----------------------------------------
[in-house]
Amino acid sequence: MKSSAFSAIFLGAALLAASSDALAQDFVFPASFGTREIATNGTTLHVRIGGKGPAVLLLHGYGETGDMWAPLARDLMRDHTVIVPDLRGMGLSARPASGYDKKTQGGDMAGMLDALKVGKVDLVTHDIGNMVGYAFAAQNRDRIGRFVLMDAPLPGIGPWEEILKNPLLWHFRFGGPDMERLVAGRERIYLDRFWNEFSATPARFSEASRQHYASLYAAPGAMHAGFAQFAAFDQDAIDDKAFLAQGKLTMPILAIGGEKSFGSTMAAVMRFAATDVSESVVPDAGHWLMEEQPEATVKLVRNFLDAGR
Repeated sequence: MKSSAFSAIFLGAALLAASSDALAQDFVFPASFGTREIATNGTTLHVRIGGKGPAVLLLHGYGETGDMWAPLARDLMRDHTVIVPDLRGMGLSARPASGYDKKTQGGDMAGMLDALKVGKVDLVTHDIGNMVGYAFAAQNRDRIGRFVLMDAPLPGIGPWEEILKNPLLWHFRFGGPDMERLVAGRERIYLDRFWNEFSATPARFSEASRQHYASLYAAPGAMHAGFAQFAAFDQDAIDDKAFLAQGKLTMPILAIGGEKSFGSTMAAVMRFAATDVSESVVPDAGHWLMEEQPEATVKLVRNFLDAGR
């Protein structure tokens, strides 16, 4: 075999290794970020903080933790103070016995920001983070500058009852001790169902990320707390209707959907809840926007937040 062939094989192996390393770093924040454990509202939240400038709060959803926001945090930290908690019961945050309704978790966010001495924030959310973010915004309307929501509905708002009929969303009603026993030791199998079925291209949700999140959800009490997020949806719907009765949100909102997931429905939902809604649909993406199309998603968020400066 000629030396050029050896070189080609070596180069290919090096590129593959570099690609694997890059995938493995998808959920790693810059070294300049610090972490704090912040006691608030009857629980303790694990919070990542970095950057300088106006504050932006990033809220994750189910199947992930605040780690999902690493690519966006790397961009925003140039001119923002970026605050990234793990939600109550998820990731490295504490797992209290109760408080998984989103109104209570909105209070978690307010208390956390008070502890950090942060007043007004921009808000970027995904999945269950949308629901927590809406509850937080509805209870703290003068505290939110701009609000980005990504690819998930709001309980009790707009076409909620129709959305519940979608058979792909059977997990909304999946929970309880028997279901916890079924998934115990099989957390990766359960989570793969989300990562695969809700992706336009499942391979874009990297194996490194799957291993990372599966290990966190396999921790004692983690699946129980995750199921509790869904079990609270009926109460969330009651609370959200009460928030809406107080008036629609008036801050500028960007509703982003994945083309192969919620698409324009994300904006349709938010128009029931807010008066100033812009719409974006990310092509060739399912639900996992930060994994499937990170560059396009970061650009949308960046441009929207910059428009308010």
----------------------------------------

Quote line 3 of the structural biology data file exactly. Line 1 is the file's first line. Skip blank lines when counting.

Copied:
Repeated sequence: MKSSAFSAIFLGAALLAASSDALAQDFVFPASFGTREIATNGTTLHVRIGGKGPAVLLLHGYGETGDMWAPLARDLMRDHTVIVPDLRGMGLSARPASGYDKKTQGGDMAGMLDALKVGKVDLVTHDIGNMVGYAFAAQNRDRIGRFVLMDAPLPGIGPWEEILKNPLLWHFRFGGPDMERLVAGRERIYLDRFWNEFSATPARFSEASRQHYASLYAAPGAMHAGFAQFAAFDQDAIDDKAFLAQGKLTMPILAIGGEKSFGSTMAAVMRFAATDVSESVVPDAGHWLMEEQPEATVKLVRNFLDAGR